Kak: Brace for the Obscure (60s rock)! — July 6, 2022


507) KAK — “Lemonaide Kid”

I think someone definitely spiked the lemonade on this gentle but epic psych-folk-rock track from Kak’s only album (’68). Gio Arlotta says that:

[“Lemonaide Kid” is] one of the most evocative unknown songs of the late ’60s . . . . This song’s light, sativan* riff flies like a colored butterfly above leaves of droning tablas and flowers of sitars. You’ve reached the astral plane but you’ve got cotton mouth, the only cure is Lemonaide, kid.


Richie Unterberger opines that “Kak were best, and least derivative, at their quietest, as on . . . the good-time wistful psych-folk-rock of “Lemonade Kid[.]” (https://www.allmusic.com/artist/kak-mn0000296359) The album “is a beloved masterpiece, full of the inspiration and promise associated with the California psychedelic dream.” (https://www.forcedexposure.com/Catalog/kak-kak-lp/MAG.001LP.html)

Gio gives the Kak-story:

Kak were formed by the remnants of the Oxford Circle, a garage beat band from San Francisco . . . . Frontman Gary Lee Yoder would then go onto heavier stuff with Blue Cheer, but here we find a band ethereally floating around like a falling leaf in the summer of love’s comedown. Kak were signed to a major label before having even recorded anything and were given a mansion to live and write in in San Franscisco. They recorded one album worth of material, Kak-Ola, in 1969, which at the time didn’t have the success they were hoping for — it has since gained a cult like status — and unfortunately, the band disbanded shortly afterwards.

Unterberger somewhat dismissively adds:

The self-titled Kak LP was minor-league San Francisco psychedelic rock influenced by a lot of bigger Bay Area bands, particularly Moby Grape . . . . Kak’s album was barely promoted and didn’t sell well. It didn’t help that the band played less than a dozen shows before breaking up in early 1969 . . . .

Alec Palao gives his take on his friend Gary Lee Yoder and Kak:

A rapid local notoriety notwithstanding, it was in the psychedelic ballrooms of San Francisco that the [Oxford] Circle’s legend was made manifest . . . . [O]ut front was Yoder, parlaying either a dark folk-rock croon or demonic blues howl on a selection of Brit R&B or his own punk originals, often delivered whilst writhing on the stage floor, or with the coaxing of otherworldly feedback from his Gibson guitar. Something as fierce as the Oxford Circle was bound to burn too bright to last, and despite their popularity, the group only managed one single, some failed auditions and a gigging schedule that barely took them out of Northern California. A new group was quickly assembled at the end of 1967, when Yoder ran into an admiring Gary Grelecki, nascent songwriter with some intriguing connections. Grelecki instigated a deal with Epic Records and . . . . [t]he group spent most of 1968 lollygagging in a tony San Francisco townhouse whilst waiting for their album to come out, only to fracture immediately after its release, with just a handful of gigs under their belt.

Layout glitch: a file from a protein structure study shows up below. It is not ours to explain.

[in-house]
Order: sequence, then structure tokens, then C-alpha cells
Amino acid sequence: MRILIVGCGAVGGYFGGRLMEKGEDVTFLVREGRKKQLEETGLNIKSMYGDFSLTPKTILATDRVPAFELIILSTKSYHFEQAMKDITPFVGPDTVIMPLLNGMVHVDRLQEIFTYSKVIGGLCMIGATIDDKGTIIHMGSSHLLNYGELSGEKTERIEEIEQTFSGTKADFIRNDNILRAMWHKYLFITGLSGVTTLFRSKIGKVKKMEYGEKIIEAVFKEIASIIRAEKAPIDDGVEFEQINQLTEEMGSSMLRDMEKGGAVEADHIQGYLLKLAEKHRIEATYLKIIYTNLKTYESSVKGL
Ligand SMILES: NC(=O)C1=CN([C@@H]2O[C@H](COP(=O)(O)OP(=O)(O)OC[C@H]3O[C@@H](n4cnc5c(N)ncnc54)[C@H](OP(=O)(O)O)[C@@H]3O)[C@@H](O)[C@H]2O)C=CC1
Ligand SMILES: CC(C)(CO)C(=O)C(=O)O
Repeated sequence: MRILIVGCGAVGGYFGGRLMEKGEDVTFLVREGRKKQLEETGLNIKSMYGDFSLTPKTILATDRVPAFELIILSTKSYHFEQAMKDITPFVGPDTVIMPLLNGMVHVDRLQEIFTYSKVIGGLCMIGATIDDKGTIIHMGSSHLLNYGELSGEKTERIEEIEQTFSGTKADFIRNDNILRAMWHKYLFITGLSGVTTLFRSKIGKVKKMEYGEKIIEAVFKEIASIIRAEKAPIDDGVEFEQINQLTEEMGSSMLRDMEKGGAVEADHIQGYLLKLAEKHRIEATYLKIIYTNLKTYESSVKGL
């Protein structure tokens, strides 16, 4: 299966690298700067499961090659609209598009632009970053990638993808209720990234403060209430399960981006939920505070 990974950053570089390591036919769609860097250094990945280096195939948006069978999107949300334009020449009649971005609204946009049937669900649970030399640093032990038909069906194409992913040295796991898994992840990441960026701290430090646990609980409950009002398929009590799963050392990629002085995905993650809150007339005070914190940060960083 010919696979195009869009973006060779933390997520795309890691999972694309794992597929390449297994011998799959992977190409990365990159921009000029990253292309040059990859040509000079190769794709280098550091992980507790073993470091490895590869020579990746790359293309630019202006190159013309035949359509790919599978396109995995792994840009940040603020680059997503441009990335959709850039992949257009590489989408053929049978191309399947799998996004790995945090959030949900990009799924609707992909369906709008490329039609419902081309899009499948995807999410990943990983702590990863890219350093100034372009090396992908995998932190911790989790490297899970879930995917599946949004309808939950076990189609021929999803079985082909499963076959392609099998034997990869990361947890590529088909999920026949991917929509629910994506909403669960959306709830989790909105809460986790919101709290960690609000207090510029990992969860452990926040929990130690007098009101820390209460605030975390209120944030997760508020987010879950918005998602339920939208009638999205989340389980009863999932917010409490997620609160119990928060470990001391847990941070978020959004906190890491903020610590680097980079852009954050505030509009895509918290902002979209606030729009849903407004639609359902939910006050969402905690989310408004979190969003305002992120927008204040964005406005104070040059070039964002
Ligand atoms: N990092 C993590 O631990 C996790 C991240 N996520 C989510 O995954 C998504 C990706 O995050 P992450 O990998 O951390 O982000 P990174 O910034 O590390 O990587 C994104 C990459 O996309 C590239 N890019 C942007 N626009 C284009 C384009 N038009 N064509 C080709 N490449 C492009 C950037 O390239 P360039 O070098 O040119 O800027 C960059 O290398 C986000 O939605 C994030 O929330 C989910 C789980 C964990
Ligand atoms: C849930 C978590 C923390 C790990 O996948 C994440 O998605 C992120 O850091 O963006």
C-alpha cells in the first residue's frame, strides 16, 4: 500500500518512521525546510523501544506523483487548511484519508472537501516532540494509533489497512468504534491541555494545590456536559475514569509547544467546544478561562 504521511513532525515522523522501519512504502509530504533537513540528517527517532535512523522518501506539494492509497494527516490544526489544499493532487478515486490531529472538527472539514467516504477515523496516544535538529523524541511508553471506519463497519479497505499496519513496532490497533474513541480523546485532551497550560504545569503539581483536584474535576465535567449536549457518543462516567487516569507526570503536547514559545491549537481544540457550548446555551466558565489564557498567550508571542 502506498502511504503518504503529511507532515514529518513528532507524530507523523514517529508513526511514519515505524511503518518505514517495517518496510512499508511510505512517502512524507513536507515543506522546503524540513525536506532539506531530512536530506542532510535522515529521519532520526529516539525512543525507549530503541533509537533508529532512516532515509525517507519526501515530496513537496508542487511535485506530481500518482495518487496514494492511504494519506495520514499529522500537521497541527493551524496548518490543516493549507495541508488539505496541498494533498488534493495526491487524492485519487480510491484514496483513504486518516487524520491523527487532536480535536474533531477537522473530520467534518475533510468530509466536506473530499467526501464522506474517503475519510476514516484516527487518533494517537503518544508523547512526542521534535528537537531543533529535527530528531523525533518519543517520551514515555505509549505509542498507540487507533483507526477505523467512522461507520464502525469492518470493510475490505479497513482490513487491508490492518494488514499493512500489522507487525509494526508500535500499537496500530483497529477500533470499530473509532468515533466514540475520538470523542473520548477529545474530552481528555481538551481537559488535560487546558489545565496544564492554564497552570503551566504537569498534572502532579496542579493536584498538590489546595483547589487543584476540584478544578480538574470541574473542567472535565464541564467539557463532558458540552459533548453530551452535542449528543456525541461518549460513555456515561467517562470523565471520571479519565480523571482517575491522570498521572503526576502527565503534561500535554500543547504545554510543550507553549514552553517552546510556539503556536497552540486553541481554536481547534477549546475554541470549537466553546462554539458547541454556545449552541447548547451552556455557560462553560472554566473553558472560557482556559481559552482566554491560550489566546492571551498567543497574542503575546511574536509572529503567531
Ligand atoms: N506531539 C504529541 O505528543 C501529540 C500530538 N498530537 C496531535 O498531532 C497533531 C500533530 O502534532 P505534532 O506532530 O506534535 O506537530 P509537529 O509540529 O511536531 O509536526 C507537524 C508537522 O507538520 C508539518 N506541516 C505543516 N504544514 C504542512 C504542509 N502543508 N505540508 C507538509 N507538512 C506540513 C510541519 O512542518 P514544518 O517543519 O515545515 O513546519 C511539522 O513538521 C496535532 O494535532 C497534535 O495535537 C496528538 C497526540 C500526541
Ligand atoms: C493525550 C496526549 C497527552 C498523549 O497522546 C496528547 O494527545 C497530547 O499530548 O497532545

* a reference to marijuana!

Check out the site’s new page: Stick It to the (Fish)Man: Feedback — the coolest comments I have received!

I have added a Facebook page for Brace for the Obscure 60s Rock! If you like what you read and hear and feel so inclined, please visit and “like” my Facebook page by clicking here.

Pay to Play! The Off the Charts Spotify Playlist! + Brace for the Obscure 60s Rock Merchandise

Please consider helping to support my website/blog by contributing $6 a month for access to the Off the Charts Spotify Playlist. Using a term familiar to denizens of Capitol Hill, you pay to play! (“relating to or denoting an unethical or illicit arrangement in which payment is made by those who want certain privileges or advantages in such arenas as business, politics, sports, and entertainment” — dictionary.com).

The playlist includes all the “greatest songs of the 1960’s that no one has ever heard” that are available on Spotify. The playlist will expand each time I feature an available song.

All new subscribers will receive a Brace for the Obscure 60s Rock magnet. New subscribers who sign up for a year will also receive a Brace for the Obscure 60s Rock t-shirt or baseball cap. See pictures on the Pay to Play page.

When subscribing, please send me an e-mail (GMFtma1@gmail.com) or a comment on this site letting me know an e-mail address/phone number/Facebook address, etc. to which I can send instructions on accessing the playlist and a physical address to which I can sent a magnet/t-shirt/baseball cap. If choosing a t-shirt, please let me know the gender and size you prefer.

Just click on the first blue block for a month to month subscription or the second blue block for a yearly subscription.

Leave a Reply

Fill in your details below or click an icon to log in:

WordPress.com Logo

You are commenting using your WordPress.com account. Log Out /  Change )

Twitter picture

You are commenting using your Twitter account. Log Out /  Change )

Facebook photo

You are commenting using your Facebook account. Log Out /  Change )

Connecting to %s

%d bloggers like this: